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Culture eats salary for breakfast

Pavlina Kouvela by Pavlina Kouvela

Culture eats salary for breakfast

Episode 5: Culture eats salary for breakfast

Shape the culture to attract and retain diverse talent 


Explore how organisational culture attracts diverse talent, and embrace hybrid working as an opportunity. Businesses face talent challenges due to workers leaving jobs, necessitating addressing diversity issues and flexible career development. Leverage hybrid work for a global talent pool, refreshing the Employee Value Proposition, and prioritising internal mobility and collaboration for success.


Reading time: 2 minutes

Explore how organisational culture can become a key differentiator to attracting and retaining diverse talent. Turn hybrid working into an opportunity instead of a threat.  

A record number of workers are walking away from their jobs. Businesses are facing an uphill battle in attracting the next generation of talent, particularly in sectors that are perceived as less attractive and no longer the career path of choice, despite offering lucrative careers with substantial financial rewards.

Business leaders are increasingly concerned about their diversity challenges, their brand and reputation as an employer, and the growing disconnect between organisational values with individual values and interests, as well as personal commitment and loyalty to the organisation for the longer term.  

People are placing a greater emphasis on work-life balance, personal fulfillment, and meaningful work. They often prioritise working for organisations that make a positive impact on society or the environment and contribute to the causes they care about. They seek an employer with a strong company culture that prioritises flexibility, autonomy, collaboration, well-being, personal development, and career mobility options.  

The pandemic has shaken up these employee expectations, but some businesses still see hybrid working as a threat to productivity, collaboration, engagement and cohesion, company culture, and most importantly performance.  Only the organisations that rethink and renew their cultures and turn hybrid working into an opportunity rather than a threat can win big in the new battle for talent.  

From our experience these are some ways that hybrid work can help with talent challenges and support a healthy organisation culture:  

  • With the rise of remote working and technological advancements, organisations are no longer limited to recruiting talent within their immediate geographical vicinity. Hybrid working enables you to be more creative about where you source talent from and reach deeper into society. Tap into a global talent pool by sourcing candidates from different regions, cities, or even countries. This opens up opportunities to access talent with diverse backgrounds, perspectives, and skill sets.  
  • Look for partnerships, networks, and platforms that connect you with talent from diverse backgrounds and underrepresented areas. Ensure your selection and evaluation processes are fair, inclusive, and focused on potential rather than solely relying on traditional measures of experience or education.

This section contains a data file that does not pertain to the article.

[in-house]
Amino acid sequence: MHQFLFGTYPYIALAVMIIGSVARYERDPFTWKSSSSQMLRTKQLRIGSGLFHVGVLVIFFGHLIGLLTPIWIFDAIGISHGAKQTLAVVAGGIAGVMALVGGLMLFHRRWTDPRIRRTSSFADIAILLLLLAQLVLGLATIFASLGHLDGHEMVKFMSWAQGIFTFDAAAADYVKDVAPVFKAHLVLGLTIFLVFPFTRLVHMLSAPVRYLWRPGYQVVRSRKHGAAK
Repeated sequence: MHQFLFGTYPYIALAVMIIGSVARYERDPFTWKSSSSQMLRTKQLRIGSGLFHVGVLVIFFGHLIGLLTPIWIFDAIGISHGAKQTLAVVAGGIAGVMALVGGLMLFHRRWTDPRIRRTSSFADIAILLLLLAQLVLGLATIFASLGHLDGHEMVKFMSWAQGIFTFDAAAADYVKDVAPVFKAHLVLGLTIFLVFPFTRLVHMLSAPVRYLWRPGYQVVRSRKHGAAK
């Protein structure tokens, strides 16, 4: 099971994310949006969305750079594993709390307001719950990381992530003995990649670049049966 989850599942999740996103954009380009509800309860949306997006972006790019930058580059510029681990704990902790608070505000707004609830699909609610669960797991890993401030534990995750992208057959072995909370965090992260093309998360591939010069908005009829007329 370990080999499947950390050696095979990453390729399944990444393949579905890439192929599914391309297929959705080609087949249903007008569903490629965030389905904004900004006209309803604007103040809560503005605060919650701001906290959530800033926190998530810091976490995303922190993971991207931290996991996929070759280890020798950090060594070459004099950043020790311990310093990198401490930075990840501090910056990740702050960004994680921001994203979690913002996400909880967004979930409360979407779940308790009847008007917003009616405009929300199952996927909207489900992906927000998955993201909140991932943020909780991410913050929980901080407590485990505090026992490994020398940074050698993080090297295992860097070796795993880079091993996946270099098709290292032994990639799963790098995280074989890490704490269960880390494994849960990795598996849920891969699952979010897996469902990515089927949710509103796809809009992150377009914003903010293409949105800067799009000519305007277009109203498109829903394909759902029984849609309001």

• Take the opportunity to refresh your Employee Value Proposition (EVP) and ensure it reflects what your people really feel and value today. Align your EVP with different employee personas and provide flexible work options to meet the diverse needs of your workforce. Be willing to change your messaging to ensure it reflects reality and is authentic to what you stand for as an organisation. Get your people to talk about your culture and how it plays out in reality.  
  • The desire for more internal mobility is a key factor in driving talent retention. Considering hybrid and remote working as an opportunity for talent mobility and professional development allows you to harness the potential of a distributed workforce, nurture employee growth, and create a culture of continuous learning and career advancement. It enables your people to experience different roles and areas of the business and ensures they have the tools, resources, and opportunities to upskill or reskill and enhance their careers without having to look outside to do so.  

To maximise these opportunities, organisations require robust support mechanisms, including effective systems and accurate data, as well as to support from line managers in effectively managing hybrid teams and enabling flexible career development. Additionally, organisations should establish checks and mechanisms to identify and address any potential organisational biases that may emerge or become more pronounced in a hybrid environment. It is crucial to prioritise building a culture of trust, psychological safety, empowerment, and collaboration to fully harness the potential of hybrid work. 

If this topic is of interest or you are facing a similar challenge in your organisation. We would love to chat! 


Pavlina Kouvela

Head of Culture





Albina Shashyna

Senior Consultant


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